Candidates are expected to have completed at least 30 credits before taking the examinations and to take the exams within one year of ending their coursework.
In case of failure, the exam must be taken again within the next semester and may not be retaken more than once.
The calendar of exams will be coordinated in agreement with the Graduate Program Director. The dates of the examination must be announced 60 days in advance.
The grades assigned are Pass or Fail.
Example of Written Part of Comprehensive Examination. DAY 1
Out of these three questions on texts from the 13th to the 17th century, please answer two of them. One answer should be written in English and one in Italian. Each answer should be at least 1,000 words. You have four hours to complete this exam.
1) Textual analysis – “Donna de Paradiso” by Jacopone da Todi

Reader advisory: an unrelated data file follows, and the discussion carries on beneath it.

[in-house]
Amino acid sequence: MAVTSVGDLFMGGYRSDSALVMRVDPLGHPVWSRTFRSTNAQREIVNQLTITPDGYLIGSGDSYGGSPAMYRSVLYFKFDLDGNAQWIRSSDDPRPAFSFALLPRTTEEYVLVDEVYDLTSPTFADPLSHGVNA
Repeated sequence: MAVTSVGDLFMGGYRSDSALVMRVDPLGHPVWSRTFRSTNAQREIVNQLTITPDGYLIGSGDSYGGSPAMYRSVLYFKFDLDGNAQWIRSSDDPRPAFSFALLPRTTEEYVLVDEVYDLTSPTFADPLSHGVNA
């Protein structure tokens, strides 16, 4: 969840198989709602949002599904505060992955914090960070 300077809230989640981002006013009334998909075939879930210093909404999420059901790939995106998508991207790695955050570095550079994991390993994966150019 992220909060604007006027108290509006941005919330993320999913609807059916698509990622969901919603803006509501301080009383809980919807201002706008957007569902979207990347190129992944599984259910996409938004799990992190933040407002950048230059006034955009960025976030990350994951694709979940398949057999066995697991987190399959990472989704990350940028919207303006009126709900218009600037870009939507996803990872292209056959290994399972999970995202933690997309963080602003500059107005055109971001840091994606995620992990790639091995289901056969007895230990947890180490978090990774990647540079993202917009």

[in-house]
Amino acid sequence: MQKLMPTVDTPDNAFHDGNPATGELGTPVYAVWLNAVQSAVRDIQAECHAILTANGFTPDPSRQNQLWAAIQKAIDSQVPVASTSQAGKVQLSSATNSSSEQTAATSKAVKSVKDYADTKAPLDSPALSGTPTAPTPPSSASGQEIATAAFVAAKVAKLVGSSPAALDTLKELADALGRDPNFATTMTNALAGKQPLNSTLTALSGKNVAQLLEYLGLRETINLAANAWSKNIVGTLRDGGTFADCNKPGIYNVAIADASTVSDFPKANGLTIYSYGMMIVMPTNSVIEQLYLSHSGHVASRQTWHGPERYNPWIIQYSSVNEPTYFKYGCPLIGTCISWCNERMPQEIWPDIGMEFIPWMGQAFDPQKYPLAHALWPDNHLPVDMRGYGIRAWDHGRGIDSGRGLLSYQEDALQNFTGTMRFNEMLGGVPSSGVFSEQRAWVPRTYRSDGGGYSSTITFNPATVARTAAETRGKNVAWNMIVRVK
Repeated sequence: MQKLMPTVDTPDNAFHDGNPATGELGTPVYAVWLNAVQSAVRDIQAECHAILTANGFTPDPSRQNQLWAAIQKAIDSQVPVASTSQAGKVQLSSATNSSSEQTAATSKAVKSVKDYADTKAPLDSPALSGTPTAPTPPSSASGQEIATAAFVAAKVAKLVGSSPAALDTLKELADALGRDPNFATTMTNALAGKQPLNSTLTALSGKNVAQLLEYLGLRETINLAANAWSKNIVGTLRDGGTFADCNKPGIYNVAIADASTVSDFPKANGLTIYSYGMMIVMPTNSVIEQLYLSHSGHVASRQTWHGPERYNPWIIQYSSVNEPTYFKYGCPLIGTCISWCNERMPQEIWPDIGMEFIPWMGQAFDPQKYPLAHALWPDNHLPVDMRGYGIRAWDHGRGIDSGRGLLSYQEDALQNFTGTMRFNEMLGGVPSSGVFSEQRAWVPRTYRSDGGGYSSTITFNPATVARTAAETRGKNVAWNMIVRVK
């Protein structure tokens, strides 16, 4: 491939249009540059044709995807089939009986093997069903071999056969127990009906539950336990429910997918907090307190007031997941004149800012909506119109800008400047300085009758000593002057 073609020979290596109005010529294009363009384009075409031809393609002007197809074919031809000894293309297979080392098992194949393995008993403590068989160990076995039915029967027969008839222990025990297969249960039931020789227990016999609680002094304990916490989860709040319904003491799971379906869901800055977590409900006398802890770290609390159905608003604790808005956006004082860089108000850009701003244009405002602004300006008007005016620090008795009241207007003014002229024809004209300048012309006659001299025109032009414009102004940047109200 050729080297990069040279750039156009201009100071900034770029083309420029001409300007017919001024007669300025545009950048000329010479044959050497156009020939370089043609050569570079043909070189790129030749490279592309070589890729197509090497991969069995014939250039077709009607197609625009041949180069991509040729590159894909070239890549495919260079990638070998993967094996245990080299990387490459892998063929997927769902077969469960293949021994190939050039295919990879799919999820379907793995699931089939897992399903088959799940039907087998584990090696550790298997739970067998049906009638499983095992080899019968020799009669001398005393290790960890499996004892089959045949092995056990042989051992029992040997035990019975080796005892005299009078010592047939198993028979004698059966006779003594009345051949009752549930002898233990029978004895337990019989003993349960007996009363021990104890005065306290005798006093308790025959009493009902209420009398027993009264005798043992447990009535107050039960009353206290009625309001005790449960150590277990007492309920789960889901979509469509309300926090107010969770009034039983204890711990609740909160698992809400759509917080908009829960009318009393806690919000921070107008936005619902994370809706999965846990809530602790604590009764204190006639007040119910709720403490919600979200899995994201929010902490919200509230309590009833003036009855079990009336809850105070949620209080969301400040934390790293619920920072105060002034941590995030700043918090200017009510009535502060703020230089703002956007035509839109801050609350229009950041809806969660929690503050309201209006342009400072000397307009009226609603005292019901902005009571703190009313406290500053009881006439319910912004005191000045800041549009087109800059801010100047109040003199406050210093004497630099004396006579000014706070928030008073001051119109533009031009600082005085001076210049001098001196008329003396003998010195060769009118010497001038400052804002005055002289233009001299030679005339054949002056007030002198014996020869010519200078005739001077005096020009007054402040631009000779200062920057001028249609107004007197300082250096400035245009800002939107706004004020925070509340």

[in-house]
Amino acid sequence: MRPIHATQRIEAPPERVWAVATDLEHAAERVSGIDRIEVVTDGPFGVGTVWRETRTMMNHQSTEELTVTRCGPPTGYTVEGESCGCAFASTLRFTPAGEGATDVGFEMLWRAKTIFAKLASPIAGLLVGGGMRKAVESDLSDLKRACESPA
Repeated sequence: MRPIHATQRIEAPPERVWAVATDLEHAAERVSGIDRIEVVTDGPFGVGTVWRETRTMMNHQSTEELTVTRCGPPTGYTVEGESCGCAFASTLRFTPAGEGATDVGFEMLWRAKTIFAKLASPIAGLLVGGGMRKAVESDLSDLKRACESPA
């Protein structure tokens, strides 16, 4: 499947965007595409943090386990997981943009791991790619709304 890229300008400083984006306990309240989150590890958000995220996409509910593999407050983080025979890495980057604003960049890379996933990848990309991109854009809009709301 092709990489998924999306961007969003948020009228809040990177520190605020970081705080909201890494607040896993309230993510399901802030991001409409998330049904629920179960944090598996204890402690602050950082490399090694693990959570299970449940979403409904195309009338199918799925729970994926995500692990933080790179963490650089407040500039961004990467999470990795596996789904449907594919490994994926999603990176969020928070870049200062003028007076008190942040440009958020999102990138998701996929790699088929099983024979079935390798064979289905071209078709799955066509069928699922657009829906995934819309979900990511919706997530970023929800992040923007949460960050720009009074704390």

2) Keeping in mind the multiple narrative levels of the collection, discuss Boccaccio’s representation of women in the Decameron also in relation to enclosed spaces vs open-air scenes. How do women express their identity in the novelle or in the cornice? How can we determine the author’s participation in the female protagonists’ (either within the brigata or in the stories) assertiveness or lack of confidence?
3) Addressing at least two texts from the reading list, analyze representations of the volgare and the ways in which they were linked to the Italian identity. How is the volgare described? Which values does it represent to the authors, and to which community of speakers/writers/readers do these authors ascribe it? Finally, discuss whether and how their representations of the volgare articulated ideas that became the building blocks of the Italian nation.
Ph. D. Qualifying Examination